Why You Need a Cybersecurity Culture

And 7 Ways to Build a Strong One

Many executives recognize cybercrime as a business risk. But only 36 percent of organizations in an EY study say that cybersecurity is involved from the planning stage of new business initiatives.

The problem? Adding technologies or services – such as a third-party cloud service – can introduce new threats to the organization, adding risk that it may not be prepared for.

To mitigate risk effectively, organizations must foster a culture that evolves their cybersecurity function to a more integral role in the business. And it starts, as they say, at the top.

What is a cybersecurity culture – and why do you need one?

In too many companies, the importance of cybersecurity is misunderstood – even underestimated – by the lines of business, and even operations like finance.

No longer just a back-office “problem,” a company’s cybersecurity effectiveness directly impacts the business.

Still, 48% of organizations in the earlier referenced EY study say their board does not have a full understanding of their cybersecurity risk – and nearly half lack confidence in their cybersecurity program.

An executive-led commitment to a better, more collaborative relationship between the business and the security team is critical to bridging this gap – and begins with helping employees in all areas of the business understand the benefits of being a more secure organization – as well as the potential impacts of insufficient security.

It’s more than just establishing awareness, though. Secure operational practices must be adhered to, and permeate day-to-day activities across the organization – and from top to bottom.

How is this level of commitment to security attained? It must be woven into the fabric of a company and the attitude of its employees through the establishment of a strong cybersecurity culture – the set of shared principles, ideas, processes, and training that communicates, influences, and guides enterprise-wide behavior in order to protect the company’s information and digital assets.

A cybersecurity culture is, according to Forbes, “the most important element in an organization’s security strategy.”

It’s everyone’s responsibility

Cybersecurity tools and technologies alone aren’t enough to keep criminals at bay. Employees play a big part too, and a strong cybersecurity culture can help reinforce their collective responsibilities, behavior, and commitment to keeping your organization safe.

If you don’t have a cybersecurity culture (you’re not alone!), or need to strengthen an existing one, follow these 7 tips:

  1. Share the Bigger Picture
    Share with your employees where cybersecurity fits into your overall corporate strategies and goals. Explain the roles that functional teams and individual team members need to play, based on the position and strategic decisions the executive leadership makes.
  2. Provide Regular Training and Education to Increase Team Member Confidence
    Technology users are the most significant risk to cybersecurity. According to Stanford University researchers, 9 in 10 data breach incidents are caused by employee mistakes, including clicking on a phishing email. Regular training and exercises, such as phishing simulations, can be beneficial and can help to reduce human error – and therefore, reduce risk.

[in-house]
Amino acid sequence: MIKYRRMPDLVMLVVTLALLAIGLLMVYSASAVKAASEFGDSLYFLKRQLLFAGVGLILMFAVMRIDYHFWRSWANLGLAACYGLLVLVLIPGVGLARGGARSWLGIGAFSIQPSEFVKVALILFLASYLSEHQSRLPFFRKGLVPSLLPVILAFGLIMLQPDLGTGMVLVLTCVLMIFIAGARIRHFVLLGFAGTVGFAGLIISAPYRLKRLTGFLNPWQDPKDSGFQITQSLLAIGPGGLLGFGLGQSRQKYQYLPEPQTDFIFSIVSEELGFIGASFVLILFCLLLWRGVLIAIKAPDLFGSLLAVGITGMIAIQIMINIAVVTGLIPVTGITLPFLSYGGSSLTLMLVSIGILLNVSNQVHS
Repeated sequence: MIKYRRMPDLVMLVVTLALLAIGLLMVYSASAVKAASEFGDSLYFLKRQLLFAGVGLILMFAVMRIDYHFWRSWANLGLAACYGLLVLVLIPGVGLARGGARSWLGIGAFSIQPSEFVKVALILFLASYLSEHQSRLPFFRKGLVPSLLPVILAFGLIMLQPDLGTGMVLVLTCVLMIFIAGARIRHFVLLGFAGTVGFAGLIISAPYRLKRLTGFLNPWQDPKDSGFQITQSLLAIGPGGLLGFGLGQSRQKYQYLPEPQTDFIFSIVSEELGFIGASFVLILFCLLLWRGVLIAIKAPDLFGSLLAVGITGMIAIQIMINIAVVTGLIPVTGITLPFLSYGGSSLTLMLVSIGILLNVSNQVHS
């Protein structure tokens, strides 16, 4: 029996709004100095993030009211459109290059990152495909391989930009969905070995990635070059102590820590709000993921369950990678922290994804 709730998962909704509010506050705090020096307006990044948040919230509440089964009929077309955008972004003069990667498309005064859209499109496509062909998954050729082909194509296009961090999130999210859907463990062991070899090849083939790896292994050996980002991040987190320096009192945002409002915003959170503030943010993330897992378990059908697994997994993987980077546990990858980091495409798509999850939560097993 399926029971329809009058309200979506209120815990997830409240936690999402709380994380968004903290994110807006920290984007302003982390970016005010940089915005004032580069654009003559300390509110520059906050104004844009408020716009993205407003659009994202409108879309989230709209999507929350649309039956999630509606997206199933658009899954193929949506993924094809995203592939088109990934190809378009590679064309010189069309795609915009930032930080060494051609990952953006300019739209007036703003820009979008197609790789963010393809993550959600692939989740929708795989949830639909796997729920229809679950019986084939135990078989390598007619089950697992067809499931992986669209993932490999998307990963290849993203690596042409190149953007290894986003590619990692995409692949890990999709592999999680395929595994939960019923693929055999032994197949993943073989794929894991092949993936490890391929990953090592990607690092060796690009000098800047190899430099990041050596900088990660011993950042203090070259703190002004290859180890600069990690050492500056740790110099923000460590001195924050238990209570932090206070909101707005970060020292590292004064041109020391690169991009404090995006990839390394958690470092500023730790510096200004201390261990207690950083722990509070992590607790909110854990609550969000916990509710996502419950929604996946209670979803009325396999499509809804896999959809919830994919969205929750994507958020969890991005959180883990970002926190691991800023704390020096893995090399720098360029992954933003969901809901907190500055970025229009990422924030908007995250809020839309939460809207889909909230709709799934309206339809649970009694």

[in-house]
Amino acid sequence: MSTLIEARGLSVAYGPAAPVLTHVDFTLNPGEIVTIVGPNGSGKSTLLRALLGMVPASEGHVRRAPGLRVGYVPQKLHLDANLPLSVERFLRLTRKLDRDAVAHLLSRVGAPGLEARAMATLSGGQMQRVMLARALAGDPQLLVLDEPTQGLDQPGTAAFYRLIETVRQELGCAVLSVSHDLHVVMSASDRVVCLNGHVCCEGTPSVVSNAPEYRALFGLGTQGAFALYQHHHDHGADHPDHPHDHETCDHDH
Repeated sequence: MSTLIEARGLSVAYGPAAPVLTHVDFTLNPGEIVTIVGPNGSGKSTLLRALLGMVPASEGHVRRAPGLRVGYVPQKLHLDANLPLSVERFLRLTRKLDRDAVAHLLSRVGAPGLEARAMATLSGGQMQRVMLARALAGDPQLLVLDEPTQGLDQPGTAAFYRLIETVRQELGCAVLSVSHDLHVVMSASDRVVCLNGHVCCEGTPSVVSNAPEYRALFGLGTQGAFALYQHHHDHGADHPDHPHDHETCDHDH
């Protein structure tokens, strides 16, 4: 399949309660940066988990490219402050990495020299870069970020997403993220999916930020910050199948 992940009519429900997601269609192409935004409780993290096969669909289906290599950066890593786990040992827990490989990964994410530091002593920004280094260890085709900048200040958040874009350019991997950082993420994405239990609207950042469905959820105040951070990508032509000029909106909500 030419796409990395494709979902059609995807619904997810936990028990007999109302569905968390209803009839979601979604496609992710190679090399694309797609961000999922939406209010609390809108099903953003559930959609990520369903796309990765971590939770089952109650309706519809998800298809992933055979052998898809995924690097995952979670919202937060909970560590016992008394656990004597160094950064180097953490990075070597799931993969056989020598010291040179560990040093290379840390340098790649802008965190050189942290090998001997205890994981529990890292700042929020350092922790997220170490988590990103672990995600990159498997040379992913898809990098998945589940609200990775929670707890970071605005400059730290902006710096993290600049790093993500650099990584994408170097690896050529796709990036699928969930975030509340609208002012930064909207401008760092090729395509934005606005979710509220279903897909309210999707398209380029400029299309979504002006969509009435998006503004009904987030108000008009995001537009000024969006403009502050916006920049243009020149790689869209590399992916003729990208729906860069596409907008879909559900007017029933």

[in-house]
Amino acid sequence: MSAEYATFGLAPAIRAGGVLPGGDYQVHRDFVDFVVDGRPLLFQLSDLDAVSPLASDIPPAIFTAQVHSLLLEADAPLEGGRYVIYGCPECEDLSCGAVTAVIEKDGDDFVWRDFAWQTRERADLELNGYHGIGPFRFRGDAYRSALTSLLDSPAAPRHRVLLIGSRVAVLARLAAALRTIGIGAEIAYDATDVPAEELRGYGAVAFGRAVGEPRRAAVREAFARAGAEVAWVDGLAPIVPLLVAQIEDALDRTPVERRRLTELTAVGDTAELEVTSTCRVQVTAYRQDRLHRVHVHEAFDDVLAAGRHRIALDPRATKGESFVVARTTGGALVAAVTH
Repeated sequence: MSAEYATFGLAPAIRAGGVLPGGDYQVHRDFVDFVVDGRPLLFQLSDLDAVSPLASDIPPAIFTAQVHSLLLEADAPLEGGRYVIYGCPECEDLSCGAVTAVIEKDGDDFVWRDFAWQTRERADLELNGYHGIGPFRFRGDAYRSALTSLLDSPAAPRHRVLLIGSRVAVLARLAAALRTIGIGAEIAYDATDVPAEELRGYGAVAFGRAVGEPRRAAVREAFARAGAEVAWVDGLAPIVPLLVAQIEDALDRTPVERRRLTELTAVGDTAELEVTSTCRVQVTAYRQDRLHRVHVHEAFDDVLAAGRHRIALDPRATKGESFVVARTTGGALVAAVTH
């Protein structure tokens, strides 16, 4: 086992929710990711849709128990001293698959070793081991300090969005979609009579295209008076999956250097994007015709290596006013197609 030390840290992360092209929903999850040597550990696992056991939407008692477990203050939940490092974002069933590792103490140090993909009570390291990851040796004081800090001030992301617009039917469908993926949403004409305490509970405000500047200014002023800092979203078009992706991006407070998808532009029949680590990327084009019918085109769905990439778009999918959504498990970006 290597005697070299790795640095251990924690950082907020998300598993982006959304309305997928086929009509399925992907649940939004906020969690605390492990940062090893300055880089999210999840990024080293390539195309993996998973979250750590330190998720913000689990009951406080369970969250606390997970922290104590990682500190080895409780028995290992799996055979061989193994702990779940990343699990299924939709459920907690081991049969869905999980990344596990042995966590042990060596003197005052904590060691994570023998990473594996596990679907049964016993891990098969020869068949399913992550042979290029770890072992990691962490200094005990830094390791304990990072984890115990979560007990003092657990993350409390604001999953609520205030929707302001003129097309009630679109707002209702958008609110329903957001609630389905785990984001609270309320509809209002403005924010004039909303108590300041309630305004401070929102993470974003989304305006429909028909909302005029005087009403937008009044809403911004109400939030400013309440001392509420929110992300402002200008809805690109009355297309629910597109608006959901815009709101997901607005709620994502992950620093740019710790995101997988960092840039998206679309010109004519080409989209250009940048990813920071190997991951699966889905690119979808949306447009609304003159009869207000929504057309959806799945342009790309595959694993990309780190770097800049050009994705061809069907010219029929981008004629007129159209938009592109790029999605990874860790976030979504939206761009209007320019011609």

3. Remove Fear
    Many employees are afraid to inconvenience or “bother” the IT or cybersecurity team with something they think might be silly. But early detection of threats is key, so encourage employees to share anything that looks suspicious with your security team, and ensure that your security and IT teams partner with employees – welcoming their information and cooperation as a first-line of defense.
  4. Encourage Two-Way Listening
    Many security vulnerabilities are created by security teams inadvertently adding “friction” to the security process in an effort to strengthen security. But if security measures are too complex or take too much time, employees will create workarounds – such as creating shadow databases and financial reports – to enhance their productivity and make their lives easier. Compromises between security and productivity may be needed in order to develop solutions that align with your cybersecurity culture.
  5. Engage Employees, Don’t Lecture Them
    Cybersecurity policies and procedures must be updated regularly, but need to be presented to employees in a way that is easy to understand, concise, and that reinforces and encourages their participation in terms of the “all-in” benefit to the organization (reducing risk, improving security posture, etc.). Keep the frequency of the updates to a minimum so that recipients aren’t tempted to tune out.
  6. Celebrate Individual Successes
    Highlight examples (no matter how small) of employee efforts to reduce risk. This will make the employee who took action feel valued and will reinforce the idea that all employees have an important role to play in keeping your organization safe.
  7. Celebrate Organizational Successes
    If the organization meets specific cybersecurity performance metrics, celebrate. If there is a breach, but it was handled well, and the damage was minimized, celebrate that as well.

While adjusting the culture and behavior of your organization from top to bottom is not a simple – or quick – task, it’s worth the effort. Use the tips above and take that first step toward a safer organization today. A strong cybersecurity culture is a crucial component of your overall strategic cybersecurity plan, and one that will actively contribute to reducing risk and improving your organization’s security posture.